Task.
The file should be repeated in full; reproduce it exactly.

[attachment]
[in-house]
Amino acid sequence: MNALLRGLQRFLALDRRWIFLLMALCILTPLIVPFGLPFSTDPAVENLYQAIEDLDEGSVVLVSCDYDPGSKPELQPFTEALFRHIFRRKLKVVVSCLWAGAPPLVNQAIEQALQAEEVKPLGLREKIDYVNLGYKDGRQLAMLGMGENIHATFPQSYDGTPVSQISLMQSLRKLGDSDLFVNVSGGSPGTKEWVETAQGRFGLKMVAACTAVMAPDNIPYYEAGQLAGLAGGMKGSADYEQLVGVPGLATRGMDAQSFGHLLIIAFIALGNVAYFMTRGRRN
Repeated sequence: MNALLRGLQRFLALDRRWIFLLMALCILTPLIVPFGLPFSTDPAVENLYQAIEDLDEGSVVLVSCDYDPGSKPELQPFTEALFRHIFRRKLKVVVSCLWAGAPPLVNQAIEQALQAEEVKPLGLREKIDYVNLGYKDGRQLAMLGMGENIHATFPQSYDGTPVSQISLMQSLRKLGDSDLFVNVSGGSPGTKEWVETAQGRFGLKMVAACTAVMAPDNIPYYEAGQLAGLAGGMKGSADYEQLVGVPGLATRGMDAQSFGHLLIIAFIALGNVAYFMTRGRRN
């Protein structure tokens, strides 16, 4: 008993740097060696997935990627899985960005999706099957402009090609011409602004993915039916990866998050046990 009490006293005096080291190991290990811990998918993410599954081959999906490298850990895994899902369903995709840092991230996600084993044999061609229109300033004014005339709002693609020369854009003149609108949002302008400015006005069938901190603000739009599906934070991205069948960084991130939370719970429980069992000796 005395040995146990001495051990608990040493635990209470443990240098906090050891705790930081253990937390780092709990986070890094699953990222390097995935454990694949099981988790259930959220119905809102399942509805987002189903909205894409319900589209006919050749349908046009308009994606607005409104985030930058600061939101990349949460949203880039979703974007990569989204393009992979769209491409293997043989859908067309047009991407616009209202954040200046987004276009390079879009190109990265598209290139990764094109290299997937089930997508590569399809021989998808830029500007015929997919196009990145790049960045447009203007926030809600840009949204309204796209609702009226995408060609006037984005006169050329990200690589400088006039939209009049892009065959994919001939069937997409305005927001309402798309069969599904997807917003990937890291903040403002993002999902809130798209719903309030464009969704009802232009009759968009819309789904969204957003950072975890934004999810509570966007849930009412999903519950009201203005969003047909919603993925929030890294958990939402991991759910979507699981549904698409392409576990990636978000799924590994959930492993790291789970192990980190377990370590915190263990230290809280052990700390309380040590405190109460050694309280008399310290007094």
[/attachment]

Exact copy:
[in-house]
Amino acid sequence: MNALLRGLQRFLALDRRWIFLLMALCILTPLIVPFGLPFSTDPAVENLYQAIEDLDEGSVVLVSCDYDPGSKPELQPFTEALFRHIFRRKLKVVVSCLWAGAPPLVNQAIEQALQAEEVKPLGLREKIDYVNLGYKDGRQLAMLGMGENIHATFPQSYDGTPVSQISLMQSLRKLGDSDLFVNVSGGSPGTKEWVETAQGRFGLKMVAACTAVMAPDNIPYYEAGQLAGLAGGMKGSADYEQLVGVPGLATRGMDAQSFGHLLIIAFIALGNVAYFMTRGRRN
Repeated sequence: MNALLRGLQRFLALDRRWIFLLMALCILTPLIVPFGLPFSTDPAVENLYQAIEDLDEGSVVLVSCDYDPGSKPELQPFTEALFRHIFRRKLKVVVSCLWAGAPPLVNQAIEQALQAEEVKPLGLREKIDYVNLGYKDGRQLAMLGMGENIHATFPQSYDGTPVSQISLMQSLRKLGDSDLFVNVSGGSPGTKEWVETAQGRFGLKMVAACTAVMAPDNIPYYEAGQLAGLAGGMKGSADYEQLVGVPGLATRGMDAQSFGHLLIIAFIALGNVAYFMTRGRRN
């Protein structure tokens, strides 16, 4: 008993740097060696997935990627899985960005999706099957402009090609011409602004993915039916990866998050046990 009490006293005096080291190991290990811990998918993410599954081959999906490298850990895994899902369903995709840092991230996600084993044999061609229109300033004014005339709002693609020369854009003149609108949002302008400015006005069938901190603000739009599906934070991205069948960084991130939370719970429980069992000796 005395040995146990001495051990608990040493635990209470443990240098906090050891705790930081253990937390780092709990986070890094699953990222390097995935454990694949099981988790259930959220119905809102399942509805987002189903909205894409319900589209006919050749349908046009308009994606607005409104985030930058600061939101990349949460949203880039979703974007990569989204393009992979769209491409293997043989859908067309047009991407616009209202954040200046987004276009390079879009190109990265598209290139990764094109290299997937089930997508590569399809021989998808830029500007015929997919196009990145790049960045447009203007926030809600840009949204309204796209609702009226995408060609006037984005006169050329990200690589400088006039939209009049892009065959994919001939069937997409305005927001309402798309069969599904997807917003990937890291903040403002993002999902809130798209719903309030464009969704009802232009009759968009819309789904969204957003950072975890934004999810509570966007849930009412999903519950009201203005969003047909919603993925929030890294958990939402991991759910979507699981549904698409392409576990990636978000799924590994959930492993790291789970192990980190377990370590915190263990230290809280052990700390309380040590405190109460050694309280008399310290007094």